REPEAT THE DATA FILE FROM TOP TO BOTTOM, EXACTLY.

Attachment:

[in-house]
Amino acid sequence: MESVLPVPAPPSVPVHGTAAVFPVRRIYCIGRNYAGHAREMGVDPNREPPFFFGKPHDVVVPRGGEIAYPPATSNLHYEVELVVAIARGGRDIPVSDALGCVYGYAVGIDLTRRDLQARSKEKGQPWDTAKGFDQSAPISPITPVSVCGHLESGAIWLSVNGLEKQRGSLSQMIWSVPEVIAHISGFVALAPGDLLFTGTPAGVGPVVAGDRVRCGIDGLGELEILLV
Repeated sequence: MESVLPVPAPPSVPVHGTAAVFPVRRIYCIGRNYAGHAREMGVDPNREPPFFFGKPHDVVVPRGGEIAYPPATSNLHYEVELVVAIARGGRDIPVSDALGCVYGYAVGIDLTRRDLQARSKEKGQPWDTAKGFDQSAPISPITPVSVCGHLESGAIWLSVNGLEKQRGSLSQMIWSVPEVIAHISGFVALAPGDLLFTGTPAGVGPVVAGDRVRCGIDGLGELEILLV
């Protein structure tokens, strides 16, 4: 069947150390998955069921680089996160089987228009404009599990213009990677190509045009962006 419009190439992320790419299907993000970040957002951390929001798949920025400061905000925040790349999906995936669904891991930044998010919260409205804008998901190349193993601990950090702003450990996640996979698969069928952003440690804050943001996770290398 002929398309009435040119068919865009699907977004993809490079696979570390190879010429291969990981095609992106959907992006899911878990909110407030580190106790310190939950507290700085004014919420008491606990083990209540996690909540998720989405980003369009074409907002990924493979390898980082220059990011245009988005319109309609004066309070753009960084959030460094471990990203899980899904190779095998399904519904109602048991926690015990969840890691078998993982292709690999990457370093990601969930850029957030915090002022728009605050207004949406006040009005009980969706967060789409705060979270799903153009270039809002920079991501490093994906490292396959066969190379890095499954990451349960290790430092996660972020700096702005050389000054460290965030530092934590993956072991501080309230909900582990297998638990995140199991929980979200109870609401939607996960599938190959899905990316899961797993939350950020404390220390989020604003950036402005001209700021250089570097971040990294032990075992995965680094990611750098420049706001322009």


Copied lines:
[in-house]
Amino acid sequence: MESVLPVPAPPSVPVHGTAAVFPVRRIYCIGRNYAGHAREMGVDPNREPPFFFGKPHDVVVPRGGEIAYPPATSNLHYEVELVVAIARGGRDIPVSDALGCVYGYAVGIDLTRRDLQARSKEKGQPWDTAKGFDQSAPISPITPVSVCGHLESGAIWLSVNGLEKQRGSLSQMIWSVPEVIAHISGFVALAPGDLLFTGTPAGVGPVVAGDRVRCGIDGLGELEILLV
Repeated sequence: MESVLPVPAPPSVPVHGTAAVFPVRRIYCIGRNYAGHAREMGVDPNREPPFFFGKPHDVVVPRGGEIAYPPATSNLHYEVELVVAIARGGRDIPVSDALGCVYGYAVGIDLTRRDLQARSKEKGQPWDTAKGFDQSAPISPITPVSVCGHLESGAIWLSVNGLEKQRGSLSQMIWSVPEVIAHISGFVALAPGDLLFTGTPAGVGPVVAGDRVRCGIDGLGELEILLV
């Protein structure tokens, strides 16, 4: 069947150390998955069921680089996160089987228009404009599990213009990677190509045009962006 419009190439992320790419299907993000970040957002951390929001798949920025400061905000925040790349999906995936669904891991930044998010919260409205804008998901190349193993601990950090702003450990996640996979698969069928952003440690804050943001996770290398 002929398309009435040119068919865009699907977004993809490079696979570390190879010429291969990981095609992106959907992006899911878990909110407030580190106790310190939950507290700085004014919420008491606990083990209540996690909540998720989405980003369009074409907002990924493979390898980082220059990011245009988005319109309609004066309070753009960084959030460094471990990203899980899904190779095998399904519904109602048991926690015990969840890691078998993982292709690999990457370093990601969930850029957030915090002022728009605050207004949406006040009005009980969706967060789409705060979270799903153009270039809002920079991501490093994906490292396959066969190379890095499954990451349960290790430092996660972020700096702005050389000054460290965030530092934590993956072991501080309230909900582990297998638990995140199991929980979200109870609401939607996960599938190959899905990316899961797993939350950020404390220390989020604003950036402005001209700021250089570097971040990294032990075992995965680094990611750098420049706001322009």